Havas Networks Eyeing Brann

Brann Worldwide, the relationship marketing agency with nearly $1 billion in billings, is the biggest prize up for grabs as Havas Advertising begins dismantling its Diversified Agencies Group.

Havas networks Arnold, Euro RSCG and Media Planning Group will soon absorb most of the 70 shops that comprise DAG. Those agencies, of which Brann is the largest, offer mainly direct, public relations and interactive capabilities in 14 countries, with some 8,000 employees.

Last week, Paris-based Havas, the fifth-largest global communications company, posted a loss of more than $6 million for the first half of 2001. The loss includes charges related to layoffs and corporate restructuring. Havas is looking to save $120 million over the next two years and gain operational efficiencies by disbanding DAG. It will decide by month’s end where the various agencies will end up.

“We’re doing the evaluation—meeting the people [from DAG shops],” said Ed Eskandarian, chairman and CEO of Boston’s Arnold. “You have to have the right units in the right divisions and make sure there’s a cultural fit.”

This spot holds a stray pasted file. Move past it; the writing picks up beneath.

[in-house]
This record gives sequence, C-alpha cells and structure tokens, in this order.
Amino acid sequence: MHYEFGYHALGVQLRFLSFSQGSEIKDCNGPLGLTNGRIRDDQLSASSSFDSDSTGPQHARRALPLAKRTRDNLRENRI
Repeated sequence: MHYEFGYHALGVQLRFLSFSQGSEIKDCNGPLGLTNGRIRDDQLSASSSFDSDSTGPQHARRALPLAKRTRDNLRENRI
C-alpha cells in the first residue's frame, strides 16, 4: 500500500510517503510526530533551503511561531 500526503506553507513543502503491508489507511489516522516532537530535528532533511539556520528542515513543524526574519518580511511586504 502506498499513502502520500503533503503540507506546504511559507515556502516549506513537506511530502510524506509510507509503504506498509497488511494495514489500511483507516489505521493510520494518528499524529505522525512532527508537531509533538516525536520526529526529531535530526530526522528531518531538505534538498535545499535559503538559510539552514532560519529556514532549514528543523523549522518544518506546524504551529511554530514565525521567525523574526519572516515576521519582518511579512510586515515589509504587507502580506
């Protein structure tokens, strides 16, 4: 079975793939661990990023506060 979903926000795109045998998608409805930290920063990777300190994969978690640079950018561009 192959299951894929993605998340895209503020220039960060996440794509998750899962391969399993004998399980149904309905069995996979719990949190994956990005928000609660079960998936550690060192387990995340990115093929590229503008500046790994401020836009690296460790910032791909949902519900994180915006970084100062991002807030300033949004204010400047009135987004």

Should Brann be added to Eskandarian’s arsenal, it would boost billings of the Ar nold worldwide network to $3.5 billion. Brann, which recently moved its headquarters to Wilton, Conn., claims IBM, Pizza Hut and FleetBoston Financial among its largest clients, though the latter could pose a conflict with Arnold’s work for Fidelity Investments. Eskandarian said such issues have yet to be addressed.

“No decisions have been made,” said Brann CEO David Finkel. He added, however, that Brann, with offices in 15 North American and European cities, will not be broken up, and will continue to operate semi-autonomously regardless of its ultimate alignment.

Arnold is the smallest Havas network and would benefit the most from Brann’s clout—an argument being made by Eskandarian to Havas chairman/CEO Alain de Pouzilhac, sources said. Executives at Euro RSCG declined comment; Media Planning officials did not return calls.